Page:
BEYOND the scoreboards, SJ Belangel is also laser-focused on maintaining another kind of record — his academic one.
Belangel's philosophy professor gladly shared a memorable story about being a mentor of the Ateneo shooting guard.
"In the past years I've had a number of members of the college basketball team in my class, but it's the first time I've asked one that we have a photo taken and post it online," associate professor Remmon Barbaza began in a recently uploaded Facebook post, as he shared a snap with Belangel in an online consultation.
He continued: "I was doing so to let others know what a model athlete he is — earnest and serious with his studies while remaining committed to improving his skills as an athlete, and not letting anything get into his head."
The 21-year-old was part of the Thirdy Ravena-led Blue Eagle squad that made a historic 16-0 season sweep last UAAP Season 82. He rose to the occasion, draining five treys that sealed their win over the University of Santo Tomas.
He was a sophomore back then.
Just June this year, Belangel again made quite an impression, pulling off a buzzer-beating three-pointer to complete the Gilas Pilipinas' 81-78 victory over rival South Korea in the third window of the Fiba Asia Cup Qualifiers.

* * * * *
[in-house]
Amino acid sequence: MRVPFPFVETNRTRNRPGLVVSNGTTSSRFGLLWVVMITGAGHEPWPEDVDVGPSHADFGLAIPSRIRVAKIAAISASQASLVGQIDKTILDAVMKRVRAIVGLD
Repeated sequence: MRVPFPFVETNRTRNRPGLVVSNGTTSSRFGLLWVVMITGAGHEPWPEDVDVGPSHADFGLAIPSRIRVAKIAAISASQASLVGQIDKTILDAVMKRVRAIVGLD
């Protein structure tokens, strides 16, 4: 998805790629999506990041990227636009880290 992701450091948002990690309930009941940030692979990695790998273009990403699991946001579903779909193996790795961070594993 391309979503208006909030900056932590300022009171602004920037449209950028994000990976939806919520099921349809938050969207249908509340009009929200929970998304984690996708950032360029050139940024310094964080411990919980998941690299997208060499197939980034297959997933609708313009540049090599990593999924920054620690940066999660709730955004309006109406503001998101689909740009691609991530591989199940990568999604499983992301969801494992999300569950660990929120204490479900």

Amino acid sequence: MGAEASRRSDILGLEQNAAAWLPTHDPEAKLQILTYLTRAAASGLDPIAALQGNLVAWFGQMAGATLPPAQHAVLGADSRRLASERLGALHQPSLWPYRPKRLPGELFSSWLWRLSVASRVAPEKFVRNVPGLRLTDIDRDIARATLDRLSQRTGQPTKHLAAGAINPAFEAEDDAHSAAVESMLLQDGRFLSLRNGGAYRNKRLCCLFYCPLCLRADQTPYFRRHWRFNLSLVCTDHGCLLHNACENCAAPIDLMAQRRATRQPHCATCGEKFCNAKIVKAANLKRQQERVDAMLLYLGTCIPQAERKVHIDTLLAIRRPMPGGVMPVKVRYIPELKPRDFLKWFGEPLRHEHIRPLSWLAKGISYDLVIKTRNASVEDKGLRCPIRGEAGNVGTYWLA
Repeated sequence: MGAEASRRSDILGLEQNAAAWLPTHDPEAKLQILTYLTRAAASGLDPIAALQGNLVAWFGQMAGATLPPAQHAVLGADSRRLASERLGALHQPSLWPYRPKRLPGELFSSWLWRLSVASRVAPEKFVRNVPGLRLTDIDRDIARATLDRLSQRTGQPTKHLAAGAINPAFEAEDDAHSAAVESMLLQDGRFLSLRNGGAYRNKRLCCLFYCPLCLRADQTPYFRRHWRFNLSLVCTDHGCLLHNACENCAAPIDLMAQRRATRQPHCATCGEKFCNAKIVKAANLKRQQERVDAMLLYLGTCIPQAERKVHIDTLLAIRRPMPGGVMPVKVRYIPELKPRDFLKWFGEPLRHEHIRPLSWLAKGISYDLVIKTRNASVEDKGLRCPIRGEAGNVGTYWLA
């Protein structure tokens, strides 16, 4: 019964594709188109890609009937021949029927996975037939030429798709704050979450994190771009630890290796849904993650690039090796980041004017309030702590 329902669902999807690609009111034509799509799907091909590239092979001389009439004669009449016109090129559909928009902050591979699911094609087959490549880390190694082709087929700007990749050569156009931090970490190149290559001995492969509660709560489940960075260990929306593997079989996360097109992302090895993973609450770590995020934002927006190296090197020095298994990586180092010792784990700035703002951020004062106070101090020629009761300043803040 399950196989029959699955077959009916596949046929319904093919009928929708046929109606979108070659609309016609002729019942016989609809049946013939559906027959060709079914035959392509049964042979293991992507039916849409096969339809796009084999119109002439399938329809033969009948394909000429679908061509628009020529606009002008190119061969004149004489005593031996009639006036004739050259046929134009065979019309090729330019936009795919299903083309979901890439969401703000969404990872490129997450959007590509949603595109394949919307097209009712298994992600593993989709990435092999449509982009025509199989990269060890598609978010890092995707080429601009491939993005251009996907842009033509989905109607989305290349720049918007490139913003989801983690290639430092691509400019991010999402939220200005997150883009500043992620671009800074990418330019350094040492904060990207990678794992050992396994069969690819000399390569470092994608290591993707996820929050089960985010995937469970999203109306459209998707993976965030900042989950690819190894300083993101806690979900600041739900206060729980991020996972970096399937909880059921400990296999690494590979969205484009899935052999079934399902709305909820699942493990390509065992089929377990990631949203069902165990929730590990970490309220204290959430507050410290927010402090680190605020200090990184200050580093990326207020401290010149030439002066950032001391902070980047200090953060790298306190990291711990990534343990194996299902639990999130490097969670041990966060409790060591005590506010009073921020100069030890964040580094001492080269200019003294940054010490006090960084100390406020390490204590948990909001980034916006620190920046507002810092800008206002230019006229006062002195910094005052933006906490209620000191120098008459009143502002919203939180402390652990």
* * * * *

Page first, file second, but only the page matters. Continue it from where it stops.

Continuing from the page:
SJ Belangel work ethic extends beyond the court
While the 5-foot-10 guard has often been described as good-natured, it is an interesting revelation that his hard work goes beyond the courts.
"He remains humble and childlike, enjoying the sport that he loves the most without getting obsessed about accolades or winning at all costs," Barbaza said of the young man.
In one course requirement, a reflection paper, he shared that Belangel discussed his athletic experiences in relation to their subject matter.
"He focused on Simone Weil's discussion of the faculty of attention as 'a negative effort,' an idea that he sees to be echoed by his coach, Tab Baldwin, who would always tell them to enjoy the game by 'letting the game come to you,'" he said.
Barbaza also revealed that SJ was modest enough to seek advice to improve his academic performance.
"In the middle of the semester, SJ felt disheartened when he received the result of his second graded assignment, and sought my advice on how to improve (again, in the spirit of Weil). And indeed, in his last reflection paper and in today's final oral exam, he did show much improvement, reminiscent of his buzzer-beating three-point shot that looked impossible," he continued.
The professor added: "Kudos, SJ! Keep up the good work, and don't let anything keep you from simply enjoying the game."
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